Letter: Don’t legislate plastic-bag reduction

Graphic by Lori Deaton

Asheville City Council reportedly wants to ban single-use plastic bags within Asheville city limits [ “Singled Out: Asheville Considers Ban on Single-use Plastic Bags,” April 26, Xpress]. Plastic bags, if they end up in the landfill, do not deteriorate over time as most garbage does. For your information, Ingles, Home Depot and Lowe’s stores provide a bin for customers to deposit their plastic bags. The content of these bins is then picked up by a company to be recycled for flooring, furniture, etc.

The problem is that there are many residents in Asheville who are uninformed about the importance of recycling plastic bags. They dispose of these bags in their garbage or release them freely outside on roads, etc. The solution, to my mind, is to educate the public about the harm that single-use plastic bags can inflict on the environment, not to ban the use of these bags through legislation.

If this ban is passed, it applies only to the city of Asheville. What about Buncombe County and other mountain counties? Don’t they deserve to know how single-use plastic bags are bad for the environment? To my mind, education, not legislation, is the key to fixing this problem.

— Meiling Dai


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4 thoughts on “Letter: Don’t legislate plastic-bag reduction

  1. gyp

    Seems to me that banning plastic bags sends a pretty strong educational message that they are bad!

    To use an admittedly imperfect and rough metaphor, this letter’s rather libertarian argument appears akin to saying we shouldn’t have speeding tickets, but rather should simply make sure that everyone knows how dangerous speeding is.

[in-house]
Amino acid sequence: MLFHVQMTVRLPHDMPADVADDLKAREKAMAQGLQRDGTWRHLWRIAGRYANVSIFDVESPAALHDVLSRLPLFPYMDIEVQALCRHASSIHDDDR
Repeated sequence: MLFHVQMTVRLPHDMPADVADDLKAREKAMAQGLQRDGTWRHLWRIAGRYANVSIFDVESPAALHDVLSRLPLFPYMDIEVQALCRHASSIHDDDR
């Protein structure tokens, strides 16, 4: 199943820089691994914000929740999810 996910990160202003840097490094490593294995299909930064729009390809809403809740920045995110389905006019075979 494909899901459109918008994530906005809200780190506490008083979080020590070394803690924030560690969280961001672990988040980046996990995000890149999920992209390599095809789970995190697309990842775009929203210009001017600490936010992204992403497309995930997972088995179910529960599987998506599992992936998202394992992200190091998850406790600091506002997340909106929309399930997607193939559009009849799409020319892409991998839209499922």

• Mike Rains

      I think you are bit too harsh in your response. The author of the article makes a good point.

      If you think banning blown plastic bags is a good approach, consider this: The energy requried to make paper bags is 4X that of blown plastic.

      So if everyone just starts using the great, biodegradeable paper bag, it appears we have solved one problem but created annother.

      The goal, of course is to get consumers to routinely carry their own reusable bags into all stores for shopping.

      Education and incentivization are what constitue good lawmaking. The author has the first part nailed. The incentivization is what is also needed.

      That is a lot more difficult and nuanced then just banning something. But more effective.

  2. El Gordito

    Most plastic bags aren’t recycled. Even if put in the recycling bin. Charge 5 or 10 cents each for bags. If they continue to be plastic, maybe they will be a bit more sturdier than the paper thin, easily ripped ones we get from supermarkets now. In areas with free bag bans, people learn to bring their own or do without. In these areas it’s also acceptable to bring your own bags into a store. I tried doing this but stopped after being followed around by security or having cashiers roughly molest my bags in front of me to make sure I wasn’t hiding anything. The annoyance wasn’t worth the good I was trying to do by bringing my own bags. I’m sure everyone has bags at home or can simply use a box. It’s really not that difficult. Americans tend to be rather immature when it comes to being slightly inconvenienced for the greater good.

  3. DW

    More education? Do you really believe there’s someone out there that doesn’t know that un-recycled plastic bags are bad for the environment, and the reasons why? Please. This discussion is as old as I am, on the news when I was a kid in the 1980’s. Banning bags or charging for bags (how about $1) are the only real solutions because most, including the City of Asheville (plastic bags are not accepted in recycling bins) don’t really give a rats a–.

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